© 2022 WSHU
NPR News & Classical Music
Play Live Radio
Next Up:
Available On Air Stations
Long Island News

New York Medicaid Redesign Programs Set To End As Federal Government Denies Extension

Rogelio V. Solis

Doctors across New York will test a new model of medical care that has shown some promising signs. But a Trump administration decision means they will lose their federal support at the end of this month.

Medicaid traditionally funds health care in what’s called a “fee-for-service” model. Doctors tell the federal government what procedures they did and what medicines they used, and the government reimburses them. The criticism is this prioritizes quantity of care over quality of care.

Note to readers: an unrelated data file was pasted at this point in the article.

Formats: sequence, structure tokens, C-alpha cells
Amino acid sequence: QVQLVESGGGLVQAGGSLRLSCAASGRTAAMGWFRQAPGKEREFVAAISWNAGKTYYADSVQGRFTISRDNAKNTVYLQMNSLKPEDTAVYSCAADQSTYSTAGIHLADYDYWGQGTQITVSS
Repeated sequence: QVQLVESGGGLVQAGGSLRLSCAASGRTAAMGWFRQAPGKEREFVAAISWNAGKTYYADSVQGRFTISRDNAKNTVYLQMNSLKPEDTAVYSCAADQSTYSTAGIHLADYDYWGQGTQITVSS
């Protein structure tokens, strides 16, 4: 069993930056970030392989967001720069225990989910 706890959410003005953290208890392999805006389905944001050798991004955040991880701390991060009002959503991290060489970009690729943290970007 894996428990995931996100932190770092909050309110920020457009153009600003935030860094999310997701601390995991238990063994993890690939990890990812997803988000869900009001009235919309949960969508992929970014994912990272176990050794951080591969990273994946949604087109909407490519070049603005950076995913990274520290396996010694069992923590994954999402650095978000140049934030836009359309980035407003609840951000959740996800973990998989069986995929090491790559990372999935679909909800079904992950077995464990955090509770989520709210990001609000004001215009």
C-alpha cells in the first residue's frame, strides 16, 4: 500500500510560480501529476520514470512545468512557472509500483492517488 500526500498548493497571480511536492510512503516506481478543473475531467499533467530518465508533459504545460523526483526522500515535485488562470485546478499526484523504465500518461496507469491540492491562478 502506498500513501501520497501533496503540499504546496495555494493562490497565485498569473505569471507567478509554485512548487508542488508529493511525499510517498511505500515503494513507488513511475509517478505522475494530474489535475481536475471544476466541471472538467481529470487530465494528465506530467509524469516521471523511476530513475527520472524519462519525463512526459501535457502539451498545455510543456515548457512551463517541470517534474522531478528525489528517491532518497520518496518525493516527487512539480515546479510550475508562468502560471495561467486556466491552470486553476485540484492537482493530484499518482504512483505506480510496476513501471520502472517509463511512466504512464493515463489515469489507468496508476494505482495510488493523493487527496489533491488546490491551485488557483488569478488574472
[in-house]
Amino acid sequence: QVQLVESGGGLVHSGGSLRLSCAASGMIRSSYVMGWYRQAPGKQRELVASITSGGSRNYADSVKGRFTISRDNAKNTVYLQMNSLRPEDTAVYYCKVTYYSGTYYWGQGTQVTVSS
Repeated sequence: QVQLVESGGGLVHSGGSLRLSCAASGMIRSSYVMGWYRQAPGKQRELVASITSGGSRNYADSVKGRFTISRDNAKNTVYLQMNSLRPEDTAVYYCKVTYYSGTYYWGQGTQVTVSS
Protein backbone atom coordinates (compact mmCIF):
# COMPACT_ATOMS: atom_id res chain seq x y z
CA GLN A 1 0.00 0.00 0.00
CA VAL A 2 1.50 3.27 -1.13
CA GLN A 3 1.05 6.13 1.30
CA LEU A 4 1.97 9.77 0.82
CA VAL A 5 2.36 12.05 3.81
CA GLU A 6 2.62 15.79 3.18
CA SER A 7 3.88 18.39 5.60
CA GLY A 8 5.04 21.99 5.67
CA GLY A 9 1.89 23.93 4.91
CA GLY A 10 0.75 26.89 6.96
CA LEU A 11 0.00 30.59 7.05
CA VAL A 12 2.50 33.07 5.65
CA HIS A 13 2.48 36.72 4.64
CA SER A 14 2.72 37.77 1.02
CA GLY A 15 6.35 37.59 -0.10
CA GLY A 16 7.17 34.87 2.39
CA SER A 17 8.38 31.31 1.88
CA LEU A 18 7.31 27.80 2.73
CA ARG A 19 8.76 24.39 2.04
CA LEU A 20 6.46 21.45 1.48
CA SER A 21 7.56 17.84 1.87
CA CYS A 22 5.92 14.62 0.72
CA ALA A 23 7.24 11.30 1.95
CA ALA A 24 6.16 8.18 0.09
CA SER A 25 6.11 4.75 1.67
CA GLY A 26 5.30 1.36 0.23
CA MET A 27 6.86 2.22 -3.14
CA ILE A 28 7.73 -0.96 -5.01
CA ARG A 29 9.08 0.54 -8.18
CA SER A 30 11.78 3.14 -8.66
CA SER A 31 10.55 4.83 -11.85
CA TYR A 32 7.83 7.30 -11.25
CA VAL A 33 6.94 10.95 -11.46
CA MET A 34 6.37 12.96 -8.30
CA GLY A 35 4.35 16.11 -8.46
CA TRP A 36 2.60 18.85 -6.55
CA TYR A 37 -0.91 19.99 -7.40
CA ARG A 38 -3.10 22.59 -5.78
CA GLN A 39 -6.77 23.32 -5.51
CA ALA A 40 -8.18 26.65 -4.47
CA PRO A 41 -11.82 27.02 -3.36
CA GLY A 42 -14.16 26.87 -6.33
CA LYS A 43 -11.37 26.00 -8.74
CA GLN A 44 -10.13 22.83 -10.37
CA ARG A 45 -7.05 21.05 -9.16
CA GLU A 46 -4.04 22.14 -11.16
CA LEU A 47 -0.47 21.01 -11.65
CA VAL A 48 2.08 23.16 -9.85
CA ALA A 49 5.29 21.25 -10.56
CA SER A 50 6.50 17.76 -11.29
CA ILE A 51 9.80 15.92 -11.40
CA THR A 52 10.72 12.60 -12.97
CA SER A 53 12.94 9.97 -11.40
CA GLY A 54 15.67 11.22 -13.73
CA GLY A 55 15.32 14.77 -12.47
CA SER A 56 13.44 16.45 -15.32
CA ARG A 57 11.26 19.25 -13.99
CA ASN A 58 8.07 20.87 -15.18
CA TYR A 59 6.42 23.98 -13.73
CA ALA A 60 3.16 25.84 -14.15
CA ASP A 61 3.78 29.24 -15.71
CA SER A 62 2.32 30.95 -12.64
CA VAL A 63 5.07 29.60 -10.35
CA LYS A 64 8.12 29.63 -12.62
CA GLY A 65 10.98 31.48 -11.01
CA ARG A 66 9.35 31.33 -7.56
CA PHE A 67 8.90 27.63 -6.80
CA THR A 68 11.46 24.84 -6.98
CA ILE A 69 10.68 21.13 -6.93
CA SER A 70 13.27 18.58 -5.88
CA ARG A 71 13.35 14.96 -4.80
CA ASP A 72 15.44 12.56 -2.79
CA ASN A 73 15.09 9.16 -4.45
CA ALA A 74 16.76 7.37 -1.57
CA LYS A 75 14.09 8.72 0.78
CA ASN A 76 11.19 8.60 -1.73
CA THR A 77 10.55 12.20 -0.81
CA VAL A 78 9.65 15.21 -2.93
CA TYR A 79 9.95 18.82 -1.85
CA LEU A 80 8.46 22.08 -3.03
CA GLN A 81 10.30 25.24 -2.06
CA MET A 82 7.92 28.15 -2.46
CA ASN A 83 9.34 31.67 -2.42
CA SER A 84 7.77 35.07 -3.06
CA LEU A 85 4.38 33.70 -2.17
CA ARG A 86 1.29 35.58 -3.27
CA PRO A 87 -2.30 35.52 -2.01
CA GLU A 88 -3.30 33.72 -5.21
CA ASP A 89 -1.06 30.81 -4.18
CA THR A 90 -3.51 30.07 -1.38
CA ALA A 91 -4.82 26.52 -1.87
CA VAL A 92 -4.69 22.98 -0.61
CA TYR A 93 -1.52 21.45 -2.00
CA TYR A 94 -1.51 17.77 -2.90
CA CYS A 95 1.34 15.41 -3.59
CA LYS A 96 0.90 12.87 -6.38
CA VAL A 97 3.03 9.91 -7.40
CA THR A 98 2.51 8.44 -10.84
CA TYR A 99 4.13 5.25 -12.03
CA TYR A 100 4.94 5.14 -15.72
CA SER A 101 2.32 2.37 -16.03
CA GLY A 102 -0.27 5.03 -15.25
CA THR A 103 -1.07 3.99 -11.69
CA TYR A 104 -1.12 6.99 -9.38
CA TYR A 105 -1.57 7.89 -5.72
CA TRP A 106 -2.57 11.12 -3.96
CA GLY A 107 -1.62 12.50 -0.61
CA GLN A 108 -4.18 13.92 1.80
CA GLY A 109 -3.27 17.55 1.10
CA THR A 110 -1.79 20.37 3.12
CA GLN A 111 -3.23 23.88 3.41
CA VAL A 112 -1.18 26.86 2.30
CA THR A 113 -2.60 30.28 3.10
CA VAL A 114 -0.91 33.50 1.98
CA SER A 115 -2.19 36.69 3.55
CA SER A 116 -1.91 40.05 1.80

Some health care groups in New York have been working on a redesign of that system.

Doctor Bill Valenti explains:

“The idea behind Medicaid redesign is to take a more preventive approach to care that keeps people on the outside of the hospital because hospital care costs a lot of money.”

Valenti says fee-for-service doesn’t account for everything that happens outside a medical clinic.

“Housing, food, all those kinds of things are health care.”

But Medicaid doesn’t reimburse doctors for the time spent checking on a patient’s housing situation. It doesn’t reimburse public transit systems for hiring people to make sure older adults can navigate the bus routes to get to their doctor’s appointments…

Unless your state gets a waiver. And New York did. The federal government has been funding a pilot program to test this sort of wraparound approach to medical care.

But earlier this year, the federal government denied the state’s application for an extension. Funding is set to run out at the end of this month for dozens of programs across the state.